In the conduct of this study, the researcher observed accepted ethical standards. Barnes (1979:16) defines ethical problems as “those that arise when we try to decide between one course of action and another not in terms of expediency or efficiency but reference to standards of what is morally right or wrong”. The researcher was aware of the principle of sensitivity to the confidential nature of the study and rights of the victims of the DRC/Rwanda conflict. Consent was also observed as an operational principle of conduct of interviews and data collection.
1.13 Chapter outline
The study is divided into five chapters as follows:

? Chapter one
This chapter introduces the research problem and serves an introduction to the study. It provides the statement of the problem, objectives, methodology, theoretical framework and examines existing literature on the DRC conflict. Limitations and delimitations are also highlighted in Chapter one.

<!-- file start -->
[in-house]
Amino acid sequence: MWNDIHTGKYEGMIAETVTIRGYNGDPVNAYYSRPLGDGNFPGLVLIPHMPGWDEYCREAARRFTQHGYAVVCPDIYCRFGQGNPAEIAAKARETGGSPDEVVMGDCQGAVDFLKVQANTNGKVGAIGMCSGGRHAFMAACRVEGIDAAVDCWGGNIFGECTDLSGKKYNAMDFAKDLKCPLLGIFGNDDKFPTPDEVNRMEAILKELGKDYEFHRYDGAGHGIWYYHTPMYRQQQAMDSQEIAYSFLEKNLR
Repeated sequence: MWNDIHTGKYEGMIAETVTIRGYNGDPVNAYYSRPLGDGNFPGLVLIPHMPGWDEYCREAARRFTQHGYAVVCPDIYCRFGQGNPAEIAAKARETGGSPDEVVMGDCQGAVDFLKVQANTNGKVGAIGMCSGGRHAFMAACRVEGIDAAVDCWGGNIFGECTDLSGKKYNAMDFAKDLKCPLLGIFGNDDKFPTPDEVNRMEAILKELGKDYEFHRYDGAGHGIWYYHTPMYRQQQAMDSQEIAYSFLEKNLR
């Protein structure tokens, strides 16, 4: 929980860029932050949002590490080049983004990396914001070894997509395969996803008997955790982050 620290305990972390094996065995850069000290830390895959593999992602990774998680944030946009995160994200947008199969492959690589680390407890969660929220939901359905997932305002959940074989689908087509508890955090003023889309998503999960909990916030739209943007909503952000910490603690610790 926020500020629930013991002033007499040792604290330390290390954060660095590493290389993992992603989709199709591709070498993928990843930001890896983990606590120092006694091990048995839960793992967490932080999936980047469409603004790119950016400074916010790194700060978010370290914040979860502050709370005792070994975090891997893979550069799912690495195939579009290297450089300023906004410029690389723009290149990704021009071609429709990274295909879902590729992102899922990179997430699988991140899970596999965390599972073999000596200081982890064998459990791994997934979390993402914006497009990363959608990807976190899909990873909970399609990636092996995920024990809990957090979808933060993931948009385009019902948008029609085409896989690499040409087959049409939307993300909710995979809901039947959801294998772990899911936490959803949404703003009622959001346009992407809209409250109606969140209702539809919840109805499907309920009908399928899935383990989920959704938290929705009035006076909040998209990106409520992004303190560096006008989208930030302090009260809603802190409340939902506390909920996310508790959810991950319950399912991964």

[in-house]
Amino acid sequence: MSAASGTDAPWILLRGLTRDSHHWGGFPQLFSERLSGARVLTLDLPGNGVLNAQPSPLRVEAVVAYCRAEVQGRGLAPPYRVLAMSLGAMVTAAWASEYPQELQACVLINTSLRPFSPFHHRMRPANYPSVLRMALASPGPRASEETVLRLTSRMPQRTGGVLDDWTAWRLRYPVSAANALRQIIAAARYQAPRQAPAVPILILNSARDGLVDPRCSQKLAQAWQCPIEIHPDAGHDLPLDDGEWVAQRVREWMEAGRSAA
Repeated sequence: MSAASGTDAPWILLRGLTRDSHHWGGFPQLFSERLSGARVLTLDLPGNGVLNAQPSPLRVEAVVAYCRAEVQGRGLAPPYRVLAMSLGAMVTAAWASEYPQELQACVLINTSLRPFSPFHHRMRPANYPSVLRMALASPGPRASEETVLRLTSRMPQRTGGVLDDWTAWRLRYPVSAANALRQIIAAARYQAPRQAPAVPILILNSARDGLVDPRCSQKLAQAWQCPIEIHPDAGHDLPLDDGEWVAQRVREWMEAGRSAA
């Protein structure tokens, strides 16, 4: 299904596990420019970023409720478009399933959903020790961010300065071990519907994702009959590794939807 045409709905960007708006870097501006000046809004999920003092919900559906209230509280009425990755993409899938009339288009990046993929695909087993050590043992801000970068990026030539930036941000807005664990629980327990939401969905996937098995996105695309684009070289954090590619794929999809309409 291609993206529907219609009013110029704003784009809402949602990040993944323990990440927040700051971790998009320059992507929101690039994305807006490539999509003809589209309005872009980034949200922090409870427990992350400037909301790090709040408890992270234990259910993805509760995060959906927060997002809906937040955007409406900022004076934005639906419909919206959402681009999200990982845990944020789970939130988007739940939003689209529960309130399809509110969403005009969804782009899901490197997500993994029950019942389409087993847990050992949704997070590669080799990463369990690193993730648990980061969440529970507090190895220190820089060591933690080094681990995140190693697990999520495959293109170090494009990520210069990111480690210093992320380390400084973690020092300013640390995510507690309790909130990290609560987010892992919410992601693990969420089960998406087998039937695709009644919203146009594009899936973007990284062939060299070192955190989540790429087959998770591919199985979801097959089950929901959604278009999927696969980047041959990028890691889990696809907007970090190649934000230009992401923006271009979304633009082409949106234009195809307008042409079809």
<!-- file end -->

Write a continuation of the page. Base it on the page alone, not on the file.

? Chapter two
The chapter presents an overview of the theoretical foundation underpinning the DRC conflict and accounts for its recurrence. This chapter critically reviews the relevant literature and how it relates to the study. Emphasis is placed on the knowledge gaps which the study attempts to fill in. The realist paradigm and Human Needs Theory as they explain the behavior of actors and protagonists in the DRC conflict, provide direction to this chapter and study.

? Chapter three
The chapter examines the root causes of the DRC conflict paying close attention to the historical background and the relationship between Congo and the Great Lakes Region. It clears highlights how the genesis of the DRC conflict has regional dimensions, with the effects spilling beyond borders of the locus. The chapter provides the reader with a clear understanding of the regional dimensions of the drivers of the conflict as well as the mechanisms that transformed the seemingly internal strife into regional and continental wars.
? Chapter four
Chapter four specifically presents the impact of Rwanda’s interests on DRC’s national stability. The spill-over effects of the conflict in the region and beyond are also examined. There is a clear link between chapters three and four.

? Chapter five